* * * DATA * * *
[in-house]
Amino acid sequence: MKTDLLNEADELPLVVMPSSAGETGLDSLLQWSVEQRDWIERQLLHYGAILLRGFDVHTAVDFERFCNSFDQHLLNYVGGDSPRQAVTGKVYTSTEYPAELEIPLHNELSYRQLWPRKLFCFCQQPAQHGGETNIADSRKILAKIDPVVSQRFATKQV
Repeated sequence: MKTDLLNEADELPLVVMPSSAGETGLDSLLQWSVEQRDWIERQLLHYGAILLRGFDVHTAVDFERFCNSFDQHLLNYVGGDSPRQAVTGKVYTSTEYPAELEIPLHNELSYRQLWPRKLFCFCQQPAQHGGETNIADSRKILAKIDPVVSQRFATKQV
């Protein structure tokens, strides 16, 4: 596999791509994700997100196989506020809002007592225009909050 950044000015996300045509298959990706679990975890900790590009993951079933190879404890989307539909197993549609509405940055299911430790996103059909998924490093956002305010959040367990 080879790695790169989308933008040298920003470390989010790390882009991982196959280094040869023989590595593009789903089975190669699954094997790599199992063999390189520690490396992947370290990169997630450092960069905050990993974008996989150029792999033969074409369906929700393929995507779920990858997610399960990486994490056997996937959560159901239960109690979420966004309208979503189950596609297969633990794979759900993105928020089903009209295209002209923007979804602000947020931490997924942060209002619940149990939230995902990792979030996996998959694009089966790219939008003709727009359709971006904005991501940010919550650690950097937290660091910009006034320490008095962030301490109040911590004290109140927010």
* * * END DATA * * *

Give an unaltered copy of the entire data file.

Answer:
[in-house]
Amino acid sequence: MKTDLLNEADELPLVVMPSSAGETGLDSLLQWSVEQRDWIERQLLHYGAILLRGFDVHTAVDFERFCNSFDQHLLNYVGGDSPRQAVTGKVYTSTEYPAELEIPLHNELSYRQLWPRKLFCFCQQPAQHGGETNIADSRKILAKIDPVVSQRFATKQV
Repeated sequence: MKTDLLNEADELPLVVMPSSAGETGLDSLLQWSVEQRDWIERQLLHYGAILLRGFDVHTAVDFERFCNSFDQHLLNYVGGDSPRQAVTGKVYTSTEYPAELEIPLHNELSYRQLWPRKLFCFCQQPAQHGGETNIADSRKILAKIDPVVSQRFATKQV
């Protein structure tokens, strides 16, 4: 596999791509994700997100196989506020809002007592225009909050 950044000015996300045509298959990706679990975890900790590009993951079933190879404890989307539909197993549609509405940055299911430790996103059909998924490093956002305010959040367990 080879790695790169989308933008040298920003470390989010790390882009991982196959280094040869023989590595593009789903089975190669699954094997790599199992063999390189520690490396992947370290990169997630450092960069905050990993974008996989150029792999033969074409369906929700393929995507779920990858997610399960990486994490056997996937959560159901239960109690979420966004309208979503189950596609297969633990794979759900993105928020089903009209295209002209923007979804602000947020931490997924942060209002619940149990939230995902990792979030996996998959694009089966790219939008003709727009359709971006904005991501940010919550650690950097937290660091910009006034320490008095962030301490109040911590004290109140927010």